I had a water leak behind my shower and found that it was leaking through the soldering of a copper pipe. There's a threaded male connected and the copper pipe was going inside of it and sealed with solder instead of using the thread, so I decided to cut the copper pipe and use a threaded female connector that would work with PEX. There is only about 4 inches of clearance in the wall I'm working in and have been avoiding to cut the wall away for more room because of a piece of wood that would still be blocking the plumbing. I've done my best to cut away the copper and have started to use a Dremel tool to grind away the remaining exposed copper and soldering to try and make it smooth so I can make a seal but there is still some leaking.

I am using ½" PEX with this adapter and a worm clamp to attach it to the threading with an o-ring inside of it. I'm using Rectorseal T plus 2 thread sealant on the threads to help make a seal and I'm tightening it as much as I can. Again, there's very little clearance which makes tightening very difficult.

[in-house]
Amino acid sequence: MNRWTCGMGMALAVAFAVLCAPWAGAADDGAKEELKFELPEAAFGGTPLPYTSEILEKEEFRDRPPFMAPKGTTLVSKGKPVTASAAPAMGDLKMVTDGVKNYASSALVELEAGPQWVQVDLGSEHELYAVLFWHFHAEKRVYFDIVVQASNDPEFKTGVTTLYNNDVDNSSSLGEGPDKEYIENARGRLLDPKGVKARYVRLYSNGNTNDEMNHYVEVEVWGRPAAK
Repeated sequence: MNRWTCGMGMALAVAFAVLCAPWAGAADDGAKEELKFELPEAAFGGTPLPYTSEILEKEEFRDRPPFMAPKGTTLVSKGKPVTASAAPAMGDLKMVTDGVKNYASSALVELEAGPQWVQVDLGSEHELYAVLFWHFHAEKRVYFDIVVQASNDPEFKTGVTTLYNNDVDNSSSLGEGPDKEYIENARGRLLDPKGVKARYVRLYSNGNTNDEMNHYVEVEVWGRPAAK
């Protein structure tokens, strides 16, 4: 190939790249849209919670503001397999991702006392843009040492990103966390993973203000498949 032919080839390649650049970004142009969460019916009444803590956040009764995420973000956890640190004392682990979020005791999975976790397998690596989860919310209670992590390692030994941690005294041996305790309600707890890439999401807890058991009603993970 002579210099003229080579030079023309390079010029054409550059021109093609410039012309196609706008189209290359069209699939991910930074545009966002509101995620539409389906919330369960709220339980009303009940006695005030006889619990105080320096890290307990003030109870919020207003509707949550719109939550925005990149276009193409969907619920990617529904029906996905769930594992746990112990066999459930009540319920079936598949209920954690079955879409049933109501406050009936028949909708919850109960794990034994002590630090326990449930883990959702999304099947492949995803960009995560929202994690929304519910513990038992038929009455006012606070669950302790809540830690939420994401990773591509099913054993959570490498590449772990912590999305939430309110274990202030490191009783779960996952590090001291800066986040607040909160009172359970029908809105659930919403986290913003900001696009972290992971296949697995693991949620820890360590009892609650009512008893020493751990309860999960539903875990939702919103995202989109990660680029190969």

Here's An angle from the right, an angle from the left, and a video of it starting to leak on the left side when I turn on the shower. I think I need to grind away more of the exposed copper to allow for a flatter surface for the o-ring, but I'm nervous to grind away more of it and am unsure if there is any other solutions to stop the leaking.

  • Yeah, I don't think that hose clamp will give satisfactory results for a PEX connection. If you scroll down that HD page to the description, you'll read ApolloPEX adapters can be secured into place using copper crimps, stainless steel pinch clamps or stainless steel crimp sleeves. If you scroll further down, you'll see the "get everything you need" section showing a crimper and the proper fasteners for PEX to barb fittings. You've had to fight this much with your leak, don't set yourself up for another leak when that hose clamp fails.
    – FreeMan
    Jun 8, 2020 at 12:58

1 Answer 1


Maybe you can use a hand file or a sharpening stone to get a surface flat enough for the ring washer to seal on, hand-held power tools are unlikely to produce a satisfactory result. But your best bet is probably teflon thread sealing tape. it takes crazy amounts of tape to get a good seal. put 6 or 7 layers on

That hose clamp looks kind of dodgy, I think those connectors are intended for use with crimp rings, you should probably use a connector system that you have the correct tools for, EG one of the push-on or screw compression types,

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